White Rock city staff are compiling a report detailing Freedom of Information requests received by the city, following a council motion last week.
The request was tabled at the May 30 meeting by Coun. Lynne Sinclair, who said the report was a “first step” towards developing a policy on how the city handles FOI submissions.
In addition to the number of requests and estimated time and cost of each, Sinclair’s motion called for a “summary of how many requests were made by different individuals and how many requests were submitted by the same individual.”
Sinclair told Peace Arch News prior to the council meeting that she hopes a staff report can help the city “get a handle on what is happening” with regards to the high volume of FOI requests.
Over the past three years, the number of requests has steadily increased – the city received 102 in 2015, 63 in 2014 and 43 in 2013.
Residents have been critical of the city’s response to FOI requests, telling PAN in March that some inquiries have gone unanswered for more than a year. Some have filed complaints and review requests with the Office of the Information and Privacy Commissioner for B.C.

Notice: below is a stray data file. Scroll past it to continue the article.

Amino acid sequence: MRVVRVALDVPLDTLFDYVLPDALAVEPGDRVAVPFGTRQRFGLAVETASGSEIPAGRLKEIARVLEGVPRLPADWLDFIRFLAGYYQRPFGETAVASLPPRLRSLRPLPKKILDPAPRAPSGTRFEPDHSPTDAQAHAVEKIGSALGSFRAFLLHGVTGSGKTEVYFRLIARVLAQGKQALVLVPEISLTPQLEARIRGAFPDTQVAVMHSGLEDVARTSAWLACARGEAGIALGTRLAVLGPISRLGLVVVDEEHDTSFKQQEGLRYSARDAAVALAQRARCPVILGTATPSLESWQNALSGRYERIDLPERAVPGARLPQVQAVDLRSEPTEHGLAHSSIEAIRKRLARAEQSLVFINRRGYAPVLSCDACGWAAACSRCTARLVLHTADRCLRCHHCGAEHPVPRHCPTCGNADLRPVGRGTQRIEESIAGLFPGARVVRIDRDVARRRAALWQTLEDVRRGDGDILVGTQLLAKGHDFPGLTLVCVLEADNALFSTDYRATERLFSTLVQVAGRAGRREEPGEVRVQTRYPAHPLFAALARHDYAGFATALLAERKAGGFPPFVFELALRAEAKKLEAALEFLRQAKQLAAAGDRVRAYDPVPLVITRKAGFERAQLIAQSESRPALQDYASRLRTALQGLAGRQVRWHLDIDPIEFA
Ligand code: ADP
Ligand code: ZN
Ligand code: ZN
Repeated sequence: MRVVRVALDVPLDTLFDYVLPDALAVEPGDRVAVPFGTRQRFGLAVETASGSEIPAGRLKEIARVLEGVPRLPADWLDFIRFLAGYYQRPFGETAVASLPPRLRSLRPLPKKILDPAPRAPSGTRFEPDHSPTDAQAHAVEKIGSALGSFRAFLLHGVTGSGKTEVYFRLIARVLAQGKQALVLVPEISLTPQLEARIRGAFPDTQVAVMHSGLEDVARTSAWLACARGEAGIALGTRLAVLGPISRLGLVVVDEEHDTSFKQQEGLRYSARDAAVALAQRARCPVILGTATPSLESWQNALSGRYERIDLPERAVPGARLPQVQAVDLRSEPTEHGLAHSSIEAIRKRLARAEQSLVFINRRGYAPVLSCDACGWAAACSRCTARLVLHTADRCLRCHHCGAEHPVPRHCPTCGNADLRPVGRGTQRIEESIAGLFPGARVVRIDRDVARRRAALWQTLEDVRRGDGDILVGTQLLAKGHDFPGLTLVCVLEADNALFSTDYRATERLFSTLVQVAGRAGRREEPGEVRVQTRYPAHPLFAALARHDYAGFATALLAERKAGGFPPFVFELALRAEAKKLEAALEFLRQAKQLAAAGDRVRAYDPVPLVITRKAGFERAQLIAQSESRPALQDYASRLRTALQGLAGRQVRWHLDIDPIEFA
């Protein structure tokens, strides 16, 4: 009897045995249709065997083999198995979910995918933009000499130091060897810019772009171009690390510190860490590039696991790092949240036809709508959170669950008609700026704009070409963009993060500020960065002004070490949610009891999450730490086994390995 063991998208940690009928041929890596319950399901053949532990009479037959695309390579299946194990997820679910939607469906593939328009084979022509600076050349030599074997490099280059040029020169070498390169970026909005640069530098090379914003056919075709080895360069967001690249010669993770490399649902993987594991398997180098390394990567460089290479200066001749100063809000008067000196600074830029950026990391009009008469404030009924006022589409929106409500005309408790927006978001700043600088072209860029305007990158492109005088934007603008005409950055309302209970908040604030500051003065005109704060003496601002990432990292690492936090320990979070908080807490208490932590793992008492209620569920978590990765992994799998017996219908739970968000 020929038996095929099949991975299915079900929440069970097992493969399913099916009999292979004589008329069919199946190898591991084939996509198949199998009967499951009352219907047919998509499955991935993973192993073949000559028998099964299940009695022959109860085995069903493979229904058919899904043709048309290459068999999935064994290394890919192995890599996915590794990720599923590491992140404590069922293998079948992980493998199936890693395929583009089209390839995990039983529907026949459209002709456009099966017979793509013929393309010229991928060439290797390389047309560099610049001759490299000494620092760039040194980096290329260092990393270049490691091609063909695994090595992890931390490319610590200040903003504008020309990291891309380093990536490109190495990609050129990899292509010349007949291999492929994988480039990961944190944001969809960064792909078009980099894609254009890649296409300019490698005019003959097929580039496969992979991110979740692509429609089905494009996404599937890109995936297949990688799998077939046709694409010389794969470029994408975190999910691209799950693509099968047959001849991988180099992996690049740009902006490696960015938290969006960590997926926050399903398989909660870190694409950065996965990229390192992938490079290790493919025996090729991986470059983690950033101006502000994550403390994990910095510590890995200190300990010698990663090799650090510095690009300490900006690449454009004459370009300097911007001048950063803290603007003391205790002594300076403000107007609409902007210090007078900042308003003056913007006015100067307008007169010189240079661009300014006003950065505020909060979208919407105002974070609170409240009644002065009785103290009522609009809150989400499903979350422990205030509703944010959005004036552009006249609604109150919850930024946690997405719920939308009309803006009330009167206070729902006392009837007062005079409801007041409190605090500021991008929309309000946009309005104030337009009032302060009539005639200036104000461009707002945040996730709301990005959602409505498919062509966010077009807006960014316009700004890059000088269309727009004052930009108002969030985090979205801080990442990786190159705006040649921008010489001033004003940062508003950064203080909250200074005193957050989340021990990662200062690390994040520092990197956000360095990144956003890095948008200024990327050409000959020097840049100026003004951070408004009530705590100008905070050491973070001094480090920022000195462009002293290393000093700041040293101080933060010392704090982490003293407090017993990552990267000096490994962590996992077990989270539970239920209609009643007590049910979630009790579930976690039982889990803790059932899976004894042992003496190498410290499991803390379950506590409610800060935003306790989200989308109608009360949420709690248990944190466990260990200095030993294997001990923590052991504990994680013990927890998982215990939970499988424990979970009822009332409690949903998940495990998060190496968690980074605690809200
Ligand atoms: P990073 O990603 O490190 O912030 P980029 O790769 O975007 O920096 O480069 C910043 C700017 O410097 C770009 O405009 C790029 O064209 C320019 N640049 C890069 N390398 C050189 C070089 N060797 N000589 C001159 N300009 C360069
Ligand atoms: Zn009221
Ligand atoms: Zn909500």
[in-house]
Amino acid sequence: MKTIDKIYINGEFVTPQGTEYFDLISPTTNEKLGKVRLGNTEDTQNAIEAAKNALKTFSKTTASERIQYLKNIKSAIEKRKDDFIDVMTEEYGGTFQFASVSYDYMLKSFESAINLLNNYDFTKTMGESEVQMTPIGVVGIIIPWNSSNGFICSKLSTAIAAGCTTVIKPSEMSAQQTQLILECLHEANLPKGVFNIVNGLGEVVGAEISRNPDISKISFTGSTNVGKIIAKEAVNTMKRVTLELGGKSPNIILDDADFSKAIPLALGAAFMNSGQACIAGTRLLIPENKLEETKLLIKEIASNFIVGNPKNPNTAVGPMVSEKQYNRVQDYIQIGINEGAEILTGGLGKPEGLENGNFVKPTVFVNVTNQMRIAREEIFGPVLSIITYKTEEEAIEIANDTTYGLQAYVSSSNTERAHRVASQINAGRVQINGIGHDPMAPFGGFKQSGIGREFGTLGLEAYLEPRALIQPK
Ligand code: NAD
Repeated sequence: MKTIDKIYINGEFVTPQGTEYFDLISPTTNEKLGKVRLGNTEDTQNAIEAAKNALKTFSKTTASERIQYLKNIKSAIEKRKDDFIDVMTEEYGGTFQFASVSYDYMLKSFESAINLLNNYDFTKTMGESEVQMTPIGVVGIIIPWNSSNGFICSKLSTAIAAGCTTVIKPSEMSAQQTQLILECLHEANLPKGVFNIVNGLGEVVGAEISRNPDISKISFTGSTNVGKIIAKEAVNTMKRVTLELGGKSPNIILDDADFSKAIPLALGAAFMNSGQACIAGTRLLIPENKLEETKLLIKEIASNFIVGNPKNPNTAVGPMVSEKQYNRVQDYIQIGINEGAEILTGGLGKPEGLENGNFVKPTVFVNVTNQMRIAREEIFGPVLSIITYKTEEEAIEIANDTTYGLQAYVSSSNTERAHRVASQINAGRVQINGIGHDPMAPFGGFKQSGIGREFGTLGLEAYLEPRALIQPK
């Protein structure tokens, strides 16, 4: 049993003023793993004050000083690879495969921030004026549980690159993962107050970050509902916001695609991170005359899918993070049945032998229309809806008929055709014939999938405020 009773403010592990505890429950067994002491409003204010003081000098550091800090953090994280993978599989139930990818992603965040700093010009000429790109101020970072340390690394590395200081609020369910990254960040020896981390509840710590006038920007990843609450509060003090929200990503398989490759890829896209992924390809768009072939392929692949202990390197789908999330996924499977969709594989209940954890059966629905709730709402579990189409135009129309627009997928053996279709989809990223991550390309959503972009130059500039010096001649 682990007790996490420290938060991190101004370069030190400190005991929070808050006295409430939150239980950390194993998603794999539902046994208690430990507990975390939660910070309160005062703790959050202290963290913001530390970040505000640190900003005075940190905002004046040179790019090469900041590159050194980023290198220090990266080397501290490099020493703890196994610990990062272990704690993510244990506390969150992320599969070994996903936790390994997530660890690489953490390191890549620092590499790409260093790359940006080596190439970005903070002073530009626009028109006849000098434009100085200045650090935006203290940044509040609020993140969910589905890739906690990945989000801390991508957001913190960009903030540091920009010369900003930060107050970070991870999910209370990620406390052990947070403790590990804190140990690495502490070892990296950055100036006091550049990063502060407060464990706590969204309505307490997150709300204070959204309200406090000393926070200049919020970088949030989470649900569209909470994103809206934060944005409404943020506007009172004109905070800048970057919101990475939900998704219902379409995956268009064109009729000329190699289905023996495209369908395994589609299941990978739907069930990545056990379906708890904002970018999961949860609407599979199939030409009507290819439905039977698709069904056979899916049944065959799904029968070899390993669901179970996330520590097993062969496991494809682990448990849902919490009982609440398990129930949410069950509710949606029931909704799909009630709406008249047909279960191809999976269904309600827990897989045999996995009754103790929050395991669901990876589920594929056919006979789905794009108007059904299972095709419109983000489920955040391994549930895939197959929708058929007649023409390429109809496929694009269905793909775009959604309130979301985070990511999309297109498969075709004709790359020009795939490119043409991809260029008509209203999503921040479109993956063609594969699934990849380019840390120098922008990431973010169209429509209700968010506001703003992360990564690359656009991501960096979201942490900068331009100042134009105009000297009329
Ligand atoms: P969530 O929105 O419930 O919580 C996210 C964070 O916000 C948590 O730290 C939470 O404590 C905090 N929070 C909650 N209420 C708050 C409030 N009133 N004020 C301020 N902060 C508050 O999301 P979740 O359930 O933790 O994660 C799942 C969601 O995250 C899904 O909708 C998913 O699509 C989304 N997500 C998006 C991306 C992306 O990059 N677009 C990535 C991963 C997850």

Mayor Wayne Baldwin told PAN at the time that the city’s FOI officer is “overwhelmed” with requests, and that city employees and council members linked to requests are tasked with retrieving relevant correspondence from their own email accounts as part of the response process.
When asked last week if that retrieval process was followed in other municipalities, Sinclair said she did not know, but hoped the staff report would address the procedure.
“We need to get a handle on just how big this problem is, what’s the nature of these requests, and then move on to a policy position,” Sinclair said at council Monday.
Sinclair pointed to the City of New Westminster, which last year established a 27-page FOI guideline document, stating that city’s “default will be to provide information to residents” either directly or via FOI requests.
“The city believes it is in the public interest to provide information, and that access to information furthers democratic discussion and debate,” the New Westminster guideline states.